University stress and self-care: A story of burning out

Generally, the most stressful times to be a student fall around January and May – the twice-yearly exam and assessment periods and are notorious for breaking a student or two. We’ve all seen the ‘real-life Snapchat stories’ posted to UniLife and Lad Bible of guys crying in the library, but the reason we watch them and laugh is that at some point or another, we’ve all been there too. I’ll be the first to admit I’ve had a few teary experiences with assessments, the first of which was when I had got the train back to halls from the university library after a solid 7 hour study session around lectures, and I realised I had left my memory stick – loaded with completed essay – in the computer. They were tears of fury, and probably where I was coming down from a Pro Plus energy spike.

So, we see these things, and we laugh because we empathise. But is this a normal part of the university experience? And if we establish that it is, should it be?

Some would argue that yeah, maybe it should be. Being stressed is a normal part of life, it’s a bodily defence mechanism that lets you think and act faster than you would normally (albeit the triggers which bring it on have changed greatly from large predator animals to January deadlines). It’s simply a sign that you care. However, I take a bit of an issue with this. As a third-year student now, I’ve had my fair share of stress, and even as I’m writing this I have a dissertation proforma and a project proforma both due next week, and I have four regular jobs around my studies to try and finance myself, and I am by no means complaining. I work better under stress, I get things done on time and I enjoy ticking things off of a list. However, when you sleep through your alarms because you didn’t leave the library until 1 am and now you have a 9 am lecture, or your friends are so stressed that they’re having panic attacks about readings that you forgot to do for the next day, there’s clearly something going on here that needs to be addressed.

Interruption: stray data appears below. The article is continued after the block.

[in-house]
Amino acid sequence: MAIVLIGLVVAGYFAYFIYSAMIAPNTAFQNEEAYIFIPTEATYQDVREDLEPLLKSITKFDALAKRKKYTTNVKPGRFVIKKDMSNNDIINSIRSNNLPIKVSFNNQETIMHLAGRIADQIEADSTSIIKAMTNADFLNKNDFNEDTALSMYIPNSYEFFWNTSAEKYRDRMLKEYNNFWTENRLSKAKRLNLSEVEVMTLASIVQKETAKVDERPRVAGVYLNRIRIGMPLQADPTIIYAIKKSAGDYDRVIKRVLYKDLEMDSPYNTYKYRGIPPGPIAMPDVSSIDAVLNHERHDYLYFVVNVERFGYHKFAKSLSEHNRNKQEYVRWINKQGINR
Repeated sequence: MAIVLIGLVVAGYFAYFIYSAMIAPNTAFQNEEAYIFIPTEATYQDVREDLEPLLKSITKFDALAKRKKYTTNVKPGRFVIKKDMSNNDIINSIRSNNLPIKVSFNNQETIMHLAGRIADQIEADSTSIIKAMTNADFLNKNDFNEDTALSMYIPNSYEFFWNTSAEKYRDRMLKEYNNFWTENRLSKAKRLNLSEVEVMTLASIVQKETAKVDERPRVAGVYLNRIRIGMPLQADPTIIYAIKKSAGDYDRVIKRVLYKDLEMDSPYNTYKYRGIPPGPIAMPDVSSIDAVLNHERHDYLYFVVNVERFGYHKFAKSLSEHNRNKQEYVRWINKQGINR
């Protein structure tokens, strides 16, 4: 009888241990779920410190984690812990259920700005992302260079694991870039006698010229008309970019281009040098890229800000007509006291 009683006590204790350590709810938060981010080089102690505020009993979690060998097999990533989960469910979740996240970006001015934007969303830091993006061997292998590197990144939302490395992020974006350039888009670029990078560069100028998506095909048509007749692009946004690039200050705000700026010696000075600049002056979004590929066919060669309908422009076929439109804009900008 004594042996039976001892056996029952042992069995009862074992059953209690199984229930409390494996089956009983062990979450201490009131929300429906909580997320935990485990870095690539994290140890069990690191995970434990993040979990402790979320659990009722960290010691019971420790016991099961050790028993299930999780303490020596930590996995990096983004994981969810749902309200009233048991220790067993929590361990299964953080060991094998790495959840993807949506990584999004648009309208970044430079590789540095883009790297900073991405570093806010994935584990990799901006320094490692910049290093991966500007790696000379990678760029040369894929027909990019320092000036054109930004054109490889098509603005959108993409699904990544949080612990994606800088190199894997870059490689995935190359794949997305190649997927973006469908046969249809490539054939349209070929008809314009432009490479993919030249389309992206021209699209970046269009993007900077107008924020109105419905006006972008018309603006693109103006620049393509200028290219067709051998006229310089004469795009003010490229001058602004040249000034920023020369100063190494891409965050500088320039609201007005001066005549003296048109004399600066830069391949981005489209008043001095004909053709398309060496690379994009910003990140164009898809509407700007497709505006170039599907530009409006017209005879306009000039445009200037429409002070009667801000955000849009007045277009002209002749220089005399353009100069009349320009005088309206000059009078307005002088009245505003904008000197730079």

This is why I’m advocating that it’s officially A-OK to admit that you’re burnt out. Our culture is a meritocracy, and we all believe that if we take our foot off of the accelerator for even a second, we’re failures and we’re lazy. This is such a dangerous belief. I’ve seen the negative effects of this: friends breaking down at parties because they’ve been doing 13-14 hour workdays every day that week, and that they physically can’t relax without feeling lazy. Other students sleeping through lectures – not in the funny ‘just got in from a night out’ way – but in the ‘I haven’t slept for 3 days’ way. A 2016 study by YouGov reveals that over 27% of students have mental health problems, and while I don’t have the figures, from my perspective this has only gotten worse over the years. This isn’t even just a student problem – working weeks are longer than ever, and with the advancements of phones and other tech, you can be getting work emails even while you sleep.

So, it all seems pretty hopeless, doesn’t it? But it’s not. Practice self-care. Put down your revision or your essay plan, and just go for a walk. Treat yourself to a takeaway. Be lazy for an hour, sleep in, have a bubble bath. Anything that will let you take a breather from life, even if just for half an hour.

And know that there’s always someone to talk to. We’re all going through it.

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